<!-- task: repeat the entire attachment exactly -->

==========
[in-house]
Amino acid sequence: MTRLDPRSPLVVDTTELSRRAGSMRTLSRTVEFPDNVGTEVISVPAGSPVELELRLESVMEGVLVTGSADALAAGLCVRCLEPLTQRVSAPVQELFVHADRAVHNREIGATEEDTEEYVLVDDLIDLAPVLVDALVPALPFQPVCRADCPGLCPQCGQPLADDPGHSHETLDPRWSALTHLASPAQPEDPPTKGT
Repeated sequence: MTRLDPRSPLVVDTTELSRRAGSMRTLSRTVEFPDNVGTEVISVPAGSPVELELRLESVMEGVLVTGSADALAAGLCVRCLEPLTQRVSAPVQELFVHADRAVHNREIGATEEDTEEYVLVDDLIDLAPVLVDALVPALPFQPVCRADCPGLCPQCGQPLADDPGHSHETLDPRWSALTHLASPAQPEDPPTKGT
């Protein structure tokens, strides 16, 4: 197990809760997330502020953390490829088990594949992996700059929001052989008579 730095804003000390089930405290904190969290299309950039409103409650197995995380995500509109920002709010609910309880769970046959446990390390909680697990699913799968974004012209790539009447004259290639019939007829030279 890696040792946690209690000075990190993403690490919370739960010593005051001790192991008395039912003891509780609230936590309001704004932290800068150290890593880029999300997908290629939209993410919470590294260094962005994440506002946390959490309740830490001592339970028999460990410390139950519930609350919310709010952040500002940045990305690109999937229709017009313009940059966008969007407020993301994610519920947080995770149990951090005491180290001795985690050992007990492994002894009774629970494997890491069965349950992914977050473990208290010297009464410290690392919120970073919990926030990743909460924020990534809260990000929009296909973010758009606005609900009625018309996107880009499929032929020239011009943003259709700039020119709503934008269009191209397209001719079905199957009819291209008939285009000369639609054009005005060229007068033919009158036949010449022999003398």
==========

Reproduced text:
[in-house]
Amino acid sequence: MTRLDPRSPLVVDTTELSRRAGSMRTLSRTVEFPDNVGTEVISVPAGSPVELELRLESVMEGVLVTGSADALAAGLCVRCLEPLTQRVSAPVQELFVHADRAVHNREIGATEEDTEEYVLVDDLIDLAPVLVDALVPALPFQPVCRADCPGLCPQCGQPLADDPGHSHETLDPRWSALTHLASPAQPEDPPTKGT
Repeated sequence: MTRLDPRSPLVVDTTELSRRAGSMRTLSRTVEFPDNVGTEVISVPAGSPVELELRLESVMEGVLVTGSADALAAGLCVRCLEPLTQRVSAPVQELFVHADRAVHNREIGATEEDTEEYVLVDDLIDLAPVLVDALVPALPFQPVCRADCPGLCPQCGQPLADDPGHSHETLDPRWSALTHLASPAQPEDPPTKGT
């Protein structure tokens, strides 16, 4: 197990809760997330502020953390490829088990594949992996700059929001052989008579 730095804003000390089930405290904190969290299309950039409103409650197995995380995500509109920002709010609910309880769970046959446990390390909680697990699913799968974004012209790539009447004259290639019939007829030279 890696040792946690209690000075990190993403690490919370739960010593005051001790192991008395039912003891509780609230936590309001704004932290800068150290890593880029999300997908290629939209993410919470590294260094962005994440506002946390959490309740830490001592339970028999460990410390139950519930609350919310709010952040500002940045990305690109999937229709017009313009940059966008969007407020993301994610519920947080995770149990951090005491180290001795985690050992007990492994002894009774629970494997890491069965349950992914977050473990208290010297009464410290690392919120970073919990926030990743909460924020990534809260990000929009296909973010758009606005609900009625018309996107880009499929032929020239011009943003259709700039020119709503934008269009191209397209001719079905199957009819291209008939285009000369639609054009005005060229007068033919009158036949010449022999003398």